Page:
The tabs on the left side of this page will take you to the various programs and laws that are intended to assure parents, students, school personnel, and others that education programs in schools receiving federal funding meet the expectations set forth in legislation. These laws and regulations protect the rights of everyone involved in education without regard to race, color, creed, national origin, sex, age, religion, marital status or disability. Click on the tab to obtain further information about each program.
Title IX is a federal law that requires recipients of federal funding for education, with a few specific exceptions, to be in compliance with the minimum requirements of the title IX regulations. This webpage is designed to assist parents, students, school personnel and others with many resources that offer guidance and technical assistance regarding title IX. If you are unable to find the resource you are looking for, or need assistance, please contact the Title IX Coordinator, Montana Office of Public Instruction at 406.444.3161 or email@example.com
Department of Education Office of Civil Rights Links to Documents and Resources
Below are links to the Department of Education, Office of Civil Rights (OCR) resources that should provide guidance for the most common Title IX inquiries. These links will lead to the OCR "reading room" which has additional resources as well.
- “Dear Colleague” letter and Pamphlet: Supporting the Academic Success of Pregnant and Parenting Students Under Title IX of the Education Amendments of 1972 (June 25, 2013) from Acting Assistant Secretary for Civil Rights Seth Galanter.
This pamphlet clarifies the specific requirements of Title IX applicable to pregnant and parenting students. The pamphlet contains a FAQ section that explains the Title IX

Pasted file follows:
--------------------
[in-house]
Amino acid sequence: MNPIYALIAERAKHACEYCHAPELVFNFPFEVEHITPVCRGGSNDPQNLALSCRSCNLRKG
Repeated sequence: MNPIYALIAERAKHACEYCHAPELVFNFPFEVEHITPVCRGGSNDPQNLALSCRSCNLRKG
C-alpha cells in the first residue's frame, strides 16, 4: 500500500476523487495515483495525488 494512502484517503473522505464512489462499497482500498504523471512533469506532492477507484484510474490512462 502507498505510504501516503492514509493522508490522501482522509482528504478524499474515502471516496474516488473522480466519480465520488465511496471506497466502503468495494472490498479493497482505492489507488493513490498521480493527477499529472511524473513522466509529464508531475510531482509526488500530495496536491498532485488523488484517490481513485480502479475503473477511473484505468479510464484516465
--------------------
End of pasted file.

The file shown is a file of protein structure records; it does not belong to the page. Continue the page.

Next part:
requirements and provides examples to ensure that schools understand their obligations and pregnant and parenting students understand their rights under Title IX. T
he pamphlet also provides information on strategies that educators may use and programs schools can develop to address the educational needs of students who become pregnant or have children.
It also provides examples of promising practices designed to support pregnant and parenting students that schools may choose to implement.
“Dear Colleague” letter PDF (297K)
Supporting the Academic Success of Pregnant and Parenting Students Under Title IX of the Education Amendments of 1972 PDF (251K)
Know Your Rights PDF (412K)
- Non-Discrimination in Employment Practices in Education. (Code No. 12) This pamphlet summarizes the employment requirements under Title VI of the Civil Rights Act of 1964, Title IX of the Education Amendments of 1972, and Section 504 of the Rehabilitation Act of 1973.
- Notice of Non-Discrimination. (2010). This pamphlet describes the requirements for education agencies to issue notice of their commitment to operate programs in a manner free from discrimination, clarifies the information that recipients should include in non-discrimination notices, and provides a sample notice statement.